General Information about Slovenia
Central European country covering an area of only 20.256 km2 and with some two million inhabitants. It lies between the latitudes of 46°53’ and 45°25’ north and between the longitudes of 12°23’ and 16°36’ east at the crossroads of the Alps, the South-Eastern Europe and the Mediterranean. It borders Austria (330 km), Croatia (670 km), Italy (232 km) and Hungary (102 km). Total length of state borders is 1334 km, 413 km of them run on the rivers. Slovenia has 46.6 km of coastline. The highest peak is Triglav (2.864 m) and the highest mountain pass is the Vrsic saddle (1611) (both in the Julian Alps). The largest lake is the intermittent Lake Cerknica (Cerknisko jezero) in Notranjska (Inner Camiola), lying at an altitude of 552 m, with a depth of up to 10.7 m and a surface of 2400 hectares. The deepest lake is Lake Bohinj (Bohinjsko jezero) in Gorenjska (Upper Camiola) with a depth of up to 44.5 m, a surface of 318 hectares and lying at an altitude of 526 m.
Slovenia, with its relatively small surface displays so many different types of landscape and climate as hardly any other country. The Alps stretching with their ridges into Slovenia from the north and north-west descend into wine-growing hills at the edge of the Pannonian Plain in the east. Towards the south they lower into the wooded karstified Dinaric Mountains, which begin in Slovenia and parallely to the Adriatic sea extend deep into the Balkan peninsula. And a small part of Slovene territory reaches all the way to the Adriatic sea.
Slovene climate is just as varied as is landscape. It covers all types of climate, from sub-Mediterranean, Alpine, Dinaric, to continental Pannonian. Central Slovenia has a Central European climate. There’s enough precipitation over all seasons. The territory in the east opens towards the Pannonian Plain and has continental climate with hot summers, cold winters and a smaller amount of precipitation. The higher we go in the Alps, the harsher the climate. Long snowy winter changes fast into a mild summer. This is an area abounding in precipitation. Mediterranean climate is typical of the territory between the Adriatic and the high karst plateaus. Those parts are sun-kissed in summer and kept warm by the sea in winter.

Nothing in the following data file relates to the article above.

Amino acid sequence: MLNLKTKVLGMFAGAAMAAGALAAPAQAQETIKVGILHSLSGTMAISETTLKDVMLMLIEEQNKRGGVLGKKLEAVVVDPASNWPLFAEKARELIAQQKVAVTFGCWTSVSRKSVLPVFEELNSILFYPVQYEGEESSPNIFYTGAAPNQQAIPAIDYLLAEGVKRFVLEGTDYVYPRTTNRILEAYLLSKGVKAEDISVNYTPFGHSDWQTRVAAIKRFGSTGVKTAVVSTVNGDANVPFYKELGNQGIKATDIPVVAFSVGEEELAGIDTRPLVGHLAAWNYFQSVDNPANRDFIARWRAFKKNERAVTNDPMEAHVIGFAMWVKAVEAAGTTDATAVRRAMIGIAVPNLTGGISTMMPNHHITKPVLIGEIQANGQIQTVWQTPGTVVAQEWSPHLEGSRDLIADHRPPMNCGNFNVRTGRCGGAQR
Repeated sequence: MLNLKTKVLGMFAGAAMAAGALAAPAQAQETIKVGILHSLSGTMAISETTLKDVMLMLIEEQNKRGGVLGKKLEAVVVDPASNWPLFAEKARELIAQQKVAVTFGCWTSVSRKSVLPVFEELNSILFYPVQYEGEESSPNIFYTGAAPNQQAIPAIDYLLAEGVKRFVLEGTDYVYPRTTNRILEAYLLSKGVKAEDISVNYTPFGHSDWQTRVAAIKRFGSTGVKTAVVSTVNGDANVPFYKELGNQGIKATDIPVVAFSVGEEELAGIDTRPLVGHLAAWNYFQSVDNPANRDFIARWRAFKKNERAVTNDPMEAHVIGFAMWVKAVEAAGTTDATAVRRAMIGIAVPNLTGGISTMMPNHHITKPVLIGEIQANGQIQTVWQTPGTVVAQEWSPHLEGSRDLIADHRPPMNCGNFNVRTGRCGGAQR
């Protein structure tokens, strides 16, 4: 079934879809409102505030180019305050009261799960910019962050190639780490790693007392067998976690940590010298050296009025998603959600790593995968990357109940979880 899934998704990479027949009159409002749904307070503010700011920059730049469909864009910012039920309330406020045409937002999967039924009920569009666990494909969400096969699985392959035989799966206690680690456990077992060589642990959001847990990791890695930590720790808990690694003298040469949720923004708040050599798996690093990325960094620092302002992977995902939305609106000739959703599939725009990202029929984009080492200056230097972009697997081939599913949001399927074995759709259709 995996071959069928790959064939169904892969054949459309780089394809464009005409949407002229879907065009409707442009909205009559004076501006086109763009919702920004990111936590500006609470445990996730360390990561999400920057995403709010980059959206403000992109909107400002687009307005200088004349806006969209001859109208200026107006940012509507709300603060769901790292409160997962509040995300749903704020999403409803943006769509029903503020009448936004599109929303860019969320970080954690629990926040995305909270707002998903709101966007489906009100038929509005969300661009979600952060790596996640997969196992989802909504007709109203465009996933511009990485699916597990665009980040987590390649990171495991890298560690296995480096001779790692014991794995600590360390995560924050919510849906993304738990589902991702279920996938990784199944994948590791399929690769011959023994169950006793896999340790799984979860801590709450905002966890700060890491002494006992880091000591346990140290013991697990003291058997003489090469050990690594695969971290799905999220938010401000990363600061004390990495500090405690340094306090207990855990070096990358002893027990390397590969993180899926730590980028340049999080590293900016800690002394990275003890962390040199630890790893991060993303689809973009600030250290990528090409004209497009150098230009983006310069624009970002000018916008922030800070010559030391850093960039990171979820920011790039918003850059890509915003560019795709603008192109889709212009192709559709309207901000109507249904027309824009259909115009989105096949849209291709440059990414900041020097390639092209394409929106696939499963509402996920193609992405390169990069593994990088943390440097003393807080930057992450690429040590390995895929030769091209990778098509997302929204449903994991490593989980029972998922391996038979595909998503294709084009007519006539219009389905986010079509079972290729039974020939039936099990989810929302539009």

The landscape and the climate offer conditions for regional fauna. In the forests, covering half of the Slovene territory (which is far above European average), there is a lot of red and roe deer. In the Kocevsko and Notranjska forests lynx and brown bear can still be found. In steep precipices in the Alps we meet ibex, mouflons and numerous flocks of chamois, while hunting grounds on the edge of the Pannonian basin are rich in small game and birds. Practically everywhere you can find boars, hares, pheasants, foxes and various other kinds of small game. The fauna of the karst underground, where animals have adapted to living conditions by loosing their pigment and eyesight, is also very interesting. Proteus anguinus or “the human fish” is practically a symbol of Slovenia.
The longest river is the Sava with 221 km of its current running through the Slovene territory. The Drava runs through Slovenia for 144 km, the Kolpa for 118 km, the S avinj a for 102 km, the Mura for 98 km, the Soca for 96 km, the Krka for 94 km, the Sotla for 90 km. There is also a number of shorter clear alpine rivers, streams and disappearing karst rivers rich in flora, and slow Pannonian rivers that ran through Slovene valleys. Together with over 150 lakes and fishponds they offer numerous kinds of interesting fish for sports fishing.
The Triglav National Park is a large protected area in the central region of the Julian Alps covering 83807 hectares. Beside this protected natural park there are ten protected regional parks in Slovenia. They cover smaller interesting areas: in the Gorica region the Čaven-Tmovski gozd Park (4776 hectares) and Zgornja Idrijca Park (4195 hectares), between the Gorica region and Notranjska the Nanos Park (2632 hectares), and at the coast the Secovlje salt pans Park (835 hectares). In the Savinja region we find three regional parks: the Golte (1148 hectares), the Logar valley, 2475 hectares) and the valley Robanov kot (1423 hectares). In Koroska (Carinthia) there is the regional park Topla (1368 hectares) and the smallest regional park is in Bela Krajina (White March) – the Lahinja Park (260 hectares).
We shouldn’t forget to mention the renowned forest Krakovski gozd between Dolenjska (Lower Caniiola) and Posavje (the Sava basin), the largest flatland forest in Slovenia, part of which is a genuine primeval forest. Another primeval forest can be found in the Kocevski Rog. And last but not least, we should also mention the green Pohorje Massif, the Notranjska forests and Sneznik, all of them a veritable treasure of loveliness which seems to be long forgotten in industrialized countries.
Basic Data On Slovenia
Official name: Republic of Slovenia
Capital City: Ljubljana
Area: 20.256 square km
Geography: The Alps in the northwest, The Pannonian Plain in the east, The Dinaric Mountains in the south, The Adriatic in the south-west.
Climate: Sub-Mediterranean, Alpine, Pannonian, Dinaric
The highest mountain: Triglav, 2.864 m
The lowest point: sea level
Population: 1 991 169(30 June 1996)
The highest mountain: Triglav, 2864 m
The lowest point: sea level
Political order: Democratic Republic
Head of the State: President of the Republic
Head of the Government: Prime Minister
Administrative division: 62 administrative districts
Legislation: parliament with 90 members state council with 40 members
Judicial system: constitutional court, supreme court, circuit courts